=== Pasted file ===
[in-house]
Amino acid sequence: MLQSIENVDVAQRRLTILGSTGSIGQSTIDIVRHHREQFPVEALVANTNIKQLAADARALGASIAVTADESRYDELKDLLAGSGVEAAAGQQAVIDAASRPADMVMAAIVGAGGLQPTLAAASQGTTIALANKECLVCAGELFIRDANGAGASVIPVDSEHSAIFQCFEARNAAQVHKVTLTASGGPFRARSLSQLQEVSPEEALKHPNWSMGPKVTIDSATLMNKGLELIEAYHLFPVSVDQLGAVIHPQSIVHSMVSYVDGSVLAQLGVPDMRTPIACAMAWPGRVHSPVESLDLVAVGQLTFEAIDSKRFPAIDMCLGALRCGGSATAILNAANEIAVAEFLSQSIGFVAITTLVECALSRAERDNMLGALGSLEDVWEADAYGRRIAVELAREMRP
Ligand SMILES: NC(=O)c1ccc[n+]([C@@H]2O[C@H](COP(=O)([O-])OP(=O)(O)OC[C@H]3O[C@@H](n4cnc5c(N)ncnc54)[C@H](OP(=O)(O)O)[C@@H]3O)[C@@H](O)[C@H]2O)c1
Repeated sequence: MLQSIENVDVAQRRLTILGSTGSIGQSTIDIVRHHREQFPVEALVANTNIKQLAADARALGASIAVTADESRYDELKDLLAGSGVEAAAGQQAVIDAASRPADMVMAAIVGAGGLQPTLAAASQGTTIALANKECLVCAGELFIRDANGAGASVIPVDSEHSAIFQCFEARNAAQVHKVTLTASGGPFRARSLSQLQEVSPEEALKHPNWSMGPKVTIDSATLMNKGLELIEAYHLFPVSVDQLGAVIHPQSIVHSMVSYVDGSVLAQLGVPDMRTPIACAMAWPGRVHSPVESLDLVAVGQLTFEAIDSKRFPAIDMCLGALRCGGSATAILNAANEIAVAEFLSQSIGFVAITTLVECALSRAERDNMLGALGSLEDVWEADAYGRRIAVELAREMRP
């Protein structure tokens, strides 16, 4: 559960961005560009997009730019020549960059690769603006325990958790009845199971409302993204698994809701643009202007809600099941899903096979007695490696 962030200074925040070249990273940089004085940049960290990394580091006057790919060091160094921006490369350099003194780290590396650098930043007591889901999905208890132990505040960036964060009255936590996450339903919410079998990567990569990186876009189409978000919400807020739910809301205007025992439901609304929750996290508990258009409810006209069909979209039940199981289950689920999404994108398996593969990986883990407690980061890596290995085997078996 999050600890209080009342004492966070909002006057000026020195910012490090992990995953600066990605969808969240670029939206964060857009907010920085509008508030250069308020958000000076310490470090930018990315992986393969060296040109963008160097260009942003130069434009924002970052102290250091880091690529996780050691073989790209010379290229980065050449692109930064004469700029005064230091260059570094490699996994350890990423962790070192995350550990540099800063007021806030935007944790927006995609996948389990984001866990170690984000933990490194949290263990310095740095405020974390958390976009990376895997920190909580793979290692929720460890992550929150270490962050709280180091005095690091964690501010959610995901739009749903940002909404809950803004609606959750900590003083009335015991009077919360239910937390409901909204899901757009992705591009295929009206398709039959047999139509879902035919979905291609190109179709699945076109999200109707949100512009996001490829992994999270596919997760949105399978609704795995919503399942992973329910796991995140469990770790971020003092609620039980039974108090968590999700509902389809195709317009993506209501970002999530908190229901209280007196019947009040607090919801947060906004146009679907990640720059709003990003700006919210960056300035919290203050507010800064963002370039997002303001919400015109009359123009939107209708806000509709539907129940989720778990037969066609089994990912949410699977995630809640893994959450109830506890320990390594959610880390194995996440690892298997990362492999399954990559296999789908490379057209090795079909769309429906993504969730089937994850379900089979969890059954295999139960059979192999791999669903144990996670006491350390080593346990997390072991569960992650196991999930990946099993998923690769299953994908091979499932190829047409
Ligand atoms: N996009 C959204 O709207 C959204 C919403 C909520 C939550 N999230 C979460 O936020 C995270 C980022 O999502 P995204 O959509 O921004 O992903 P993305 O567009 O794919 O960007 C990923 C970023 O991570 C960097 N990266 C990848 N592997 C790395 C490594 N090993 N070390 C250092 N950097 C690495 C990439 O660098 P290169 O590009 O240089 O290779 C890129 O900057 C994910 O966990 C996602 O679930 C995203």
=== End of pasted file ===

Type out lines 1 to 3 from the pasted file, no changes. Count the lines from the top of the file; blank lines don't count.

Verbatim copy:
[in-house]
Amino acid sequence: MLQSIENVDVAQRRLTILGSTGSIGQSTIDIVRHHREQFPVEALVANTNIKQLAADARALGASIAVTADESRYDELKDLLAGSGVEAAAGQQAVIDAASRPADMVMAAIVGAGGLQPTLAAASQGTTIALANKECLVCAGELFIRDANGAGASVIPVDSEHSAIFQCFEARNAAQVHKVTLTASGGPFRARSLSQLQEVSPEEALKHPNWSMGPKVTIDSATLMNKGLELIEAYHLFPVSVDQLGAVIHPQSIVHSMVSYVDGSVLAQLGVPDMRTPIACAMAWPGRVHSPVESLDLVAVGQLTFEAIDSKRFPAIDMCLGALRCGGSATAILNAANEIAVAEFLSQSIGFVAITTLVECALSRAERDNMLGALGSLEDVWEADAYGRRIAVELAREMRP
Ligand SMILES: NC(=O)c1ccc[n+]([C@@H]2O[C@H](COP(=O)([O-])OP(=O)(O)OC[C@H]3O[C@@H](n4cnc5c(N)ncnc54)[C@H](OP(=O)(O)O)[C@@H]3O)[C@@H](O)[C@H]2O)c1